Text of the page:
1) Franklin Ave bike lanes. It was widely reported by both yours truly and others in attendance at the Minnesota Bike Summit on Monday that bike lanes would soon be coming to Franklin Ave, unfortunately that doesn’t actually seem to be the case. The report was generated from comments made by Barb Thoman from Transit for Livable Communities, who mentioned that bike lanes would be put onto Franklin Avenue along with countdown timers and additional pedestrian enhancements to the are. Looking at the actual announcement (thanks for the head’s up Julie) on the Bike Walk Twin Cities website, casts some doubt on whether or not this is going to actually happen. To begin with the amount of money for the full project ($62,000) combined with the other improvements that they are planning doesn’t really leave anything to re-stripe or re-configure the road side, based on bike lane cost estimates. The second issue is that they are only looking to change four total intersections Franklin between 23rd to 26th avenues). Even if you put bike lanes for the length of those blocks, it would take some work to try to connect these to the rest of the cycling infrastructure in the area. Until we get some more details on this, we are calling ourselves out for pre-mature lane exclaiming.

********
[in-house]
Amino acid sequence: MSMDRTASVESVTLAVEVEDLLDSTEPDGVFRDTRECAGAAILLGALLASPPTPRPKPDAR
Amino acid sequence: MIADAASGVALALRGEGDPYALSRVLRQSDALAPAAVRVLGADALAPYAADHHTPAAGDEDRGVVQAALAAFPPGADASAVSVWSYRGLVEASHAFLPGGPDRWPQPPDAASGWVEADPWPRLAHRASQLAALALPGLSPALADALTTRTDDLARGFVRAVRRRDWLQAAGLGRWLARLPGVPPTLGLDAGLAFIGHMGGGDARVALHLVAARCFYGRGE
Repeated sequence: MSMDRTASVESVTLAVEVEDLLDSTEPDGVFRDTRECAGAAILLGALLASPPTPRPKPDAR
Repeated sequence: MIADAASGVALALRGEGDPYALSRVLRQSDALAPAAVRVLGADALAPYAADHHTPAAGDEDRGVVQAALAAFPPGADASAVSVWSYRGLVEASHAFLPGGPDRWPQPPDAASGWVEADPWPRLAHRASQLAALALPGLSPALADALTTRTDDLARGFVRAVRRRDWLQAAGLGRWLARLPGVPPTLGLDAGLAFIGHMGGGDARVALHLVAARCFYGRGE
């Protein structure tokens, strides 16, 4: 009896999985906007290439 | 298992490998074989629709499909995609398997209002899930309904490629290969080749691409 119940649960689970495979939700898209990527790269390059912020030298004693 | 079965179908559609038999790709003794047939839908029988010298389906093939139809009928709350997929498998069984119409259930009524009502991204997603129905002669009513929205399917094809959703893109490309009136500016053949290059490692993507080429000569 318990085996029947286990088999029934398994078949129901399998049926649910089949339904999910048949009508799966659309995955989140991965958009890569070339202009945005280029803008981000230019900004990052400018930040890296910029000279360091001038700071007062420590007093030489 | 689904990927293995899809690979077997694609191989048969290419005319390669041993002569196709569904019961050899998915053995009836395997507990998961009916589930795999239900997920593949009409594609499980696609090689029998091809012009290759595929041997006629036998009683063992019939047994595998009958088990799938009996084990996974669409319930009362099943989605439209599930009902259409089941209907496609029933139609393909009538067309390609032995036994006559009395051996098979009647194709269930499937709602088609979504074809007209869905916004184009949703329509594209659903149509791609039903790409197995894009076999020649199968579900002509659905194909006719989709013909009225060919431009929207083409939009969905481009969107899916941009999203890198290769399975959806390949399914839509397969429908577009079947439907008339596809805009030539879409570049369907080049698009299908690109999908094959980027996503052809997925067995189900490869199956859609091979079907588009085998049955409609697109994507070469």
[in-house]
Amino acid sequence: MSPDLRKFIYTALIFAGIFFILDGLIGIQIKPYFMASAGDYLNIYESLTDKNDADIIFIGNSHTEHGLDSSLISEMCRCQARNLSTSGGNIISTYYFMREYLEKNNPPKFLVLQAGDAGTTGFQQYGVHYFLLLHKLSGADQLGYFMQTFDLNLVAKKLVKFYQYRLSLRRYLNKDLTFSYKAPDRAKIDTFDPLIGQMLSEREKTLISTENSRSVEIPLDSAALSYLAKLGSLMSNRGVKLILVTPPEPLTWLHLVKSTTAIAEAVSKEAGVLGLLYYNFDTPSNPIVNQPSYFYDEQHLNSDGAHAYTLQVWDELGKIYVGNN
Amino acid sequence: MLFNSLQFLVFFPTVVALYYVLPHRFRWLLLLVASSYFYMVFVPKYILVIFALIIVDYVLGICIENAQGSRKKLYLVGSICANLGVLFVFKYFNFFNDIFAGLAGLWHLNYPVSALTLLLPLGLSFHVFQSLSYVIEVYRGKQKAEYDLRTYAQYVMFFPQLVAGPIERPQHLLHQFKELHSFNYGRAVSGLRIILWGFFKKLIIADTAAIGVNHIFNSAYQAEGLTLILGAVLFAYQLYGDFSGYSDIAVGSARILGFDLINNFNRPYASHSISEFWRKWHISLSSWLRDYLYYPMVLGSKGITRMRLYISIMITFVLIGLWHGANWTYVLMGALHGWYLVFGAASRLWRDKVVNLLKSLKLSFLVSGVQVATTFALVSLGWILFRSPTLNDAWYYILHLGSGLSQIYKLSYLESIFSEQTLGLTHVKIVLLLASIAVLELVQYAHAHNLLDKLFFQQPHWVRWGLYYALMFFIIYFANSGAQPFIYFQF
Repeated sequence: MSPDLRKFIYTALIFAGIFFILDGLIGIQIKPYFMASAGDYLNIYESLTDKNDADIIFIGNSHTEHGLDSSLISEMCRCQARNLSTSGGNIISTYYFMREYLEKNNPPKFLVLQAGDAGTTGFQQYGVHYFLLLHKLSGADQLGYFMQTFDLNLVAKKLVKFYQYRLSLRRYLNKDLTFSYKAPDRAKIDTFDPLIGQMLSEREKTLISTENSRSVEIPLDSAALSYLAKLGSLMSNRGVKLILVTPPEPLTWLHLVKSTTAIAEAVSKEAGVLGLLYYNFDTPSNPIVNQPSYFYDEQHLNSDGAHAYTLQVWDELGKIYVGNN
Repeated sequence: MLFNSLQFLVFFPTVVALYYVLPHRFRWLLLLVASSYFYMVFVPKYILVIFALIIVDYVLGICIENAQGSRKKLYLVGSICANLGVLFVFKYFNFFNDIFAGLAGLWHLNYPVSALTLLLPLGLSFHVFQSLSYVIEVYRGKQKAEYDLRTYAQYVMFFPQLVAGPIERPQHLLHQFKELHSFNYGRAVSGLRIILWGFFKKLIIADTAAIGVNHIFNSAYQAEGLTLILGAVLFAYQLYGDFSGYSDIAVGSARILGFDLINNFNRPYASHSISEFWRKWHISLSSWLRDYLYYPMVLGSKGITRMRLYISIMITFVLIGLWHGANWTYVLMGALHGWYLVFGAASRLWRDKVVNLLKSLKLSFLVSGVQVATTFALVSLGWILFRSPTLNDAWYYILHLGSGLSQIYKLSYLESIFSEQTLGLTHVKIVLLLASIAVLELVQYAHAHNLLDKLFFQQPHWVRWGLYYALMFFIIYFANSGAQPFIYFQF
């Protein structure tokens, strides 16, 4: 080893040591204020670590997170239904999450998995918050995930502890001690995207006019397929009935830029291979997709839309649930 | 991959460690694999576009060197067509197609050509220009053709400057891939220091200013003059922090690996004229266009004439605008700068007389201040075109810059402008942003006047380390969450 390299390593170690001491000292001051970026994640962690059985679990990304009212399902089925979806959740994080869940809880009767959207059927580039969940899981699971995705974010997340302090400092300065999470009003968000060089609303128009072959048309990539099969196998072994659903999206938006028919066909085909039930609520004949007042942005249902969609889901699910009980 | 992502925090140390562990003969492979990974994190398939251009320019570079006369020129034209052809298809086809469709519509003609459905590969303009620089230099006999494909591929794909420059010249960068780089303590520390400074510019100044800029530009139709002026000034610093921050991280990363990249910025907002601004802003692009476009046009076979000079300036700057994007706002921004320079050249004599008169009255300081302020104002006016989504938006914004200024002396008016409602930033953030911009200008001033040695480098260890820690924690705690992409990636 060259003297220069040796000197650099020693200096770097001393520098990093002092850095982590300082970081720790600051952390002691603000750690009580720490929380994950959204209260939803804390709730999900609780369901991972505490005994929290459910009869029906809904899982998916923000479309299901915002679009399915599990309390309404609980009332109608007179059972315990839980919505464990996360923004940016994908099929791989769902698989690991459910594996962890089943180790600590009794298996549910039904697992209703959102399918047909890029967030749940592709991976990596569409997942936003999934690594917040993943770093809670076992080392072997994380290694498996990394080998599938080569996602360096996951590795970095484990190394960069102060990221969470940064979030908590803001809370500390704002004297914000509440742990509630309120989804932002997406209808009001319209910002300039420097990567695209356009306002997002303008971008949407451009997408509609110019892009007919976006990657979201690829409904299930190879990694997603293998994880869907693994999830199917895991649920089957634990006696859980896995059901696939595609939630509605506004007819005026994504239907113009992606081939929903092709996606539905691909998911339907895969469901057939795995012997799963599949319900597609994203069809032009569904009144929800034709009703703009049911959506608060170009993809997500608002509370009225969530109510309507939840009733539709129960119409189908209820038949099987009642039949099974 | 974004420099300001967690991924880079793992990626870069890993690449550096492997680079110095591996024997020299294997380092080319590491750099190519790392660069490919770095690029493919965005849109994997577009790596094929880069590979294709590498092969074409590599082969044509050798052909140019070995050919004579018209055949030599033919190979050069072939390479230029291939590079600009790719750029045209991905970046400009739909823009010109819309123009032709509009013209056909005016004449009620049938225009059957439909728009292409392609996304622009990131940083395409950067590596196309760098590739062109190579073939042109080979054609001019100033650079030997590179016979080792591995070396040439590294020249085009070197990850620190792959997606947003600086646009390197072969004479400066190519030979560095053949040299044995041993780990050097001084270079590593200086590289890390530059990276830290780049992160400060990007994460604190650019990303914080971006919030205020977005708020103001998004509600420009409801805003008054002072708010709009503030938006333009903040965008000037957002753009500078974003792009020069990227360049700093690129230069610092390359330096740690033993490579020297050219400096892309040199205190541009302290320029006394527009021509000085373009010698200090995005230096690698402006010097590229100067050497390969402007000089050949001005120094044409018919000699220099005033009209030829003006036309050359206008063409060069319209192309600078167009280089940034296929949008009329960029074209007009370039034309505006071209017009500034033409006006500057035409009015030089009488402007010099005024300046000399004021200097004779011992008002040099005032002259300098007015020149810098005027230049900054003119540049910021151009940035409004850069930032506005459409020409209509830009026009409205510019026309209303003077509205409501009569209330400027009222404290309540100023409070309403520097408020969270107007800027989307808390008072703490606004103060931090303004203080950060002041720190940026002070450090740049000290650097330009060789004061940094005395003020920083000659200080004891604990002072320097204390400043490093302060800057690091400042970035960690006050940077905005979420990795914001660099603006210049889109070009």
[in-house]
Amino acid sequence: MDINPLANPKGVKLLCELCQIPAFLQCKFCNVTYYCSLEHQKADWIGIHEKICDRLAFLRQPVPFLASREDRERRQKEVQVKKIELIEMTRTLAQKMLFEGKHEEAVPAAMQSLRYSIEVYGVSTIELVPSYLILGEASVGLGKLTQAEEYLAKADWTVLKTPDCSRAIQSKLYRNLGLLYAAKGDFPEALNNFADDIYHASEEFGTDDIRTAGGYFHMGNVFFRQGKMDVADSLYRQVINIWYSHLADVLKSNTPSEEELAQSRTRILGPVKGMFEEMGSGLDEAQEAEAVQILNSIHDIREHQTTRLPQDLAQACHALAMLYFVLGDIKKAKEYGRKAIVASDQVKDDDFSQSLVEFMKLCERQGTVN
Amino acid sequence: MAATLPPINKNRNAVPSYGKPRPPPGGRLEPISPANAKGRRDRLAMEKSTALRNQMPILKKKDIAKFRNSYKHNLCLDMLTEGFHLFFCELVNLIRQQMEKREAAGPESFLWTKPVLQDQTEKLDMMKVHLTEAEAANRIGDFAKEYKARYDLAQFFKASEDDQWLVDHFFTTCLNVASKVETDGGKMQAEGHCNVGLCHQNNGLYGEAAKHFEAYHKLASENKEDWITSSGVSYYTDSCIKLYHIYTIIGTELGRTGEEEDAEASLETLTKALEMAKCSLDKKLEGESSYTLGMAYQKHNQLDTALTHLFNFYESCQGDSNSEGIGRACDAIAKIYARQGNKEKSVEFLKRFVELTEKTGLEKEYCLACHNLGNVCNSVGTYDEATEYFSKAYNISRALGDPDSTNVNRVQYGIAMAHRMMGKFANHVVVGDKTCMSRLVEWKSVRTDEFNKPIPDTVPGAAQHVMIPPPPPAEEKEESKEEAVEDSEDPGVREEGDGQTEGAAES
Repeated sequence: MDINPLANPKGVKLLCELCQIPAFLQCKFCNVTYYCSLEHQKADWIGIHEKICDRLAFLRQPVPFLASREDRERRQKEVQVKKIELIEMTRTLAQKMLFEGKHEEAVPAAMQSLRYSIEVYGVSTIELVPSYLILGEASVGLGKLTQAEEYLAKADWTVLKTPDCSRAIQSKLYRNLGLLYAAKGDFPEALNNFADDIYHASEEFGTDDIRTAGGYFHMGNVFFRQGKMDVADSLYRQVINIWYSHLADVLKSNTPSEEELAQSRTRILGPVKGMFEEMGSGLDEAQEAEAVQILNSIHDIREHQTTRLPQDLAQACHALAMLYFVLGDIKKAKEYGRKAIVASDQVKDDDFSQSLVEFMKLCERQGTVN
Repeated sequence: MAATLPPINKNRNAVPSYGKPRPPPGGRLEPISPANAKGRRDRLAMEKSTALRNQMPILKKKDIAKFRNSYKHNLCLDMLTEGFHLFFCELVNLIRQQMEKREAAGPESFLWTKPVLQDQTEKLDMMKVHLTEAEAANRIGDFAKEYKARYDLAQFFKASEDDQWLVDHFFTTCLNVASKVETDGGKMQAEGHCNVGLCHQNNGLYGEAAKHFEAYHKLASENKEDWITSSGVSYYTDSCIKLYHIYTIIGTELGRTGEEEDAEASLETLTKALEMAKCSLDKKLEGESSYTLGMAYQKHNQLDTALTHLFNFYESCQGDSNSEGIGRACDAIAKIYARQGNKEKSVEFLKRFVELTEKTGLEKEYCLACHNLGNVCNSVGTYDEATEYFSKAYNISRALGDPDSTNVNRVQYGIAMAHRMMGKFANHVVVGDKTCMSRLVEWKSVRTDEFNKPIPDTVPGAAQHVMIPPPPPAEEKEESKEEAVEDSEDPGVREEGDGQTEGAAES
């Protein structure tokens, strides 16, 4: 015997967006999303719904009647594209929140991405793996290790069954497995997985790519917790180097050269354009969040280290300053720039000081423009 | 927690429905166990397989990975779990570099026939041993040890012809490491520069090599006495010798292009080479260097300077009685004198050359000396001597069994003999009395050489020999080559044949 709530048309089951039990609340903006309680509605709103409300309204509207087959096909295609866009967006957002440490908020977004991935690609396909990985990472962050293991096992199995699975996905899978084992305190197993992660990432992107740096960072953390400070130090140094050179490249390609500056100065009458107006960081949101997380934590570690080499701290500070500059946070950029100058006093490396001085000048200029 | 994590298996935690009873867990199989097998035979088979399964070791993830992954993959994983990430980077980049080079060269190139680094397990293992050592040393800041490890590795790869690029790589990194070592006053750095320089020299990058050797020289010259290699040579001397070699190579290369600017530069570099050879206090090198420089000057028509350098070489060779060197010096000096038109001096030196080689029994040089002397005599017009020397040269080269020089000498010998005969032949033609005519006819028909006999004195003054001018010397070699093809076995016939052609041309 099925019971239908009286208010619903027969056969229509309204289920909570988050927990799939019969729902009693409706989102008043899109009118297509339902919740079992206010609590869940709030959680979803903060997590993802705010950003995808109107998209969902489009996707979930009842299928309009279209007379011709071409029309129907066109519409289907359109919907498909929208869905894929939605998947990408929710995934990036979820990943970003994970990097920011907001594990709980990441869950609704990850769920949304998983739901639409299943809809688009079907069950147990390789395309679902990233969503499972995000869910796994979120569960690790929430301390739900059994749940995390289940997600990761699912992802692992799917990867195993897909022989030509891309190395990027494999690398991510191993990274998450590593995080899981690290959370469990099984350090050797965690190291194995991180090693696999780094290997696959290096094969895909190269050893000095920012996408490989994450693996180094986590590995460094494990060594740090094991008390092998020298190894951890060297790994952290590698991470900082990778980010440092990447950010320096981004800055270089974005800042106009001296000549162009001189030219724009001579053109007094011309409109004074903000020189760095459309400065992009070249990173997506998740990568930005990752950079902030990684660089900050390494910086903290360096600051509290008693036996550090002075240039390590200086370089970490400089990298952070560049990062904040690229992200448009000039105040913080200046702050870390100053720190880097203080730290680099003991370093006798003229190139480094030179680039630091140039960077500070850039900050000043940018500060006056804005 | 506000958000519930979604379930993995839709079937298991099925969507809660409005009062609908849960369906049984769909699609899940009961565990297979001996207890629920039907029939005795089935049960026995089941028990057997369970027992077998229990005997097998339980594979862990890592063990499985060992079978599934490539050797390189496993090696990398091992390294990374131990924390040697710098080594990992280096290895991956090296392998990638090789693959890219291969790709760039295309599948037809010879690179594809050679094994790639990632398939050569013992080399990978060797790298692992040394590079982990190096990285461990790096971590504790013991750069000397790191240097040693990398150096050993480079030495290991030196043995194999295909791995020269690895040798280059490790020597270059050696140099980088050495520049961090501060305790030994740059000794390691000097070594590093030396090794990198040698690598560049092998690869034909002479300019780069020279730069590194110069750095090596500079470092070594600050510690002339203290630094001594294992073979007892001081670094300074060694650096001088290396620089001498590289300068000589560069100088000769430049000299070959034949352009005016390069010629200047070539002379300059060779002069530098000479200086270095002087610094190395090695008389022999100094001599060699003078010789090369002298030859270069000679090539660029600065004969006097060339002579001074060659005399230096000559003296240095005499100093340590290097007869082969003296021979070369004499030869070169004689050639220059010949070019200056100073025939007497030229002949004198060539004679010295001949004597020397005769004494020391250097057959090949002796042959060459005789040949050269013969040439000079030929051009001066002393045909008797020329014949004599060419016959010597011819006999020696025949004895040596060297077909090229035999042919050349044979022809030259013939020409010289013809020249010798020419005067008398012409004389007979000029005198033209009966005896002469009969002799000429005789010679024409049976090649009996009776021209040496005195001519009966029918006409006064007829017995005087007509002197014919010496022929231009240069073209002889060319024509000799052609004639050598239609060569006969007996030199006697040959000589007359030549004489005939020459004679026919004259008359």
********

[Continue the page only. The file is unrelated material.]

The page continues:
2) Hiawatha Trail Connection. If you have ever ridden along the Hiawatha light rail into downtown, you know that it abruptly stops at 11th Ave S. No signs, no warning just a fence and a parking lot. If you follow the bike lanes on 11th Ave Northeast towards the river, that will lead you to additional lanes into downtown, but unless you know it’s there, you are out of luck. Today the Start Tribune is reporting that the city is finally going to make the connection for you. Instead of cutting through the Valspar parking lot (see picture) you will be able to keep sailing on through to downtown. Hopefully, this work gets done at the same time that the Cedar-Riverside section of the trial is shut down, so that when it re-opens it will be complete, but we aren’t holding our breath. Another tidbit from the article is that the mostly completed but closed Cedar Lake Trail will be opened up (check out the second map to see where we are talking about). Thanks to Mark McClure for the fine artwork on the Cedar Lake Trail Map.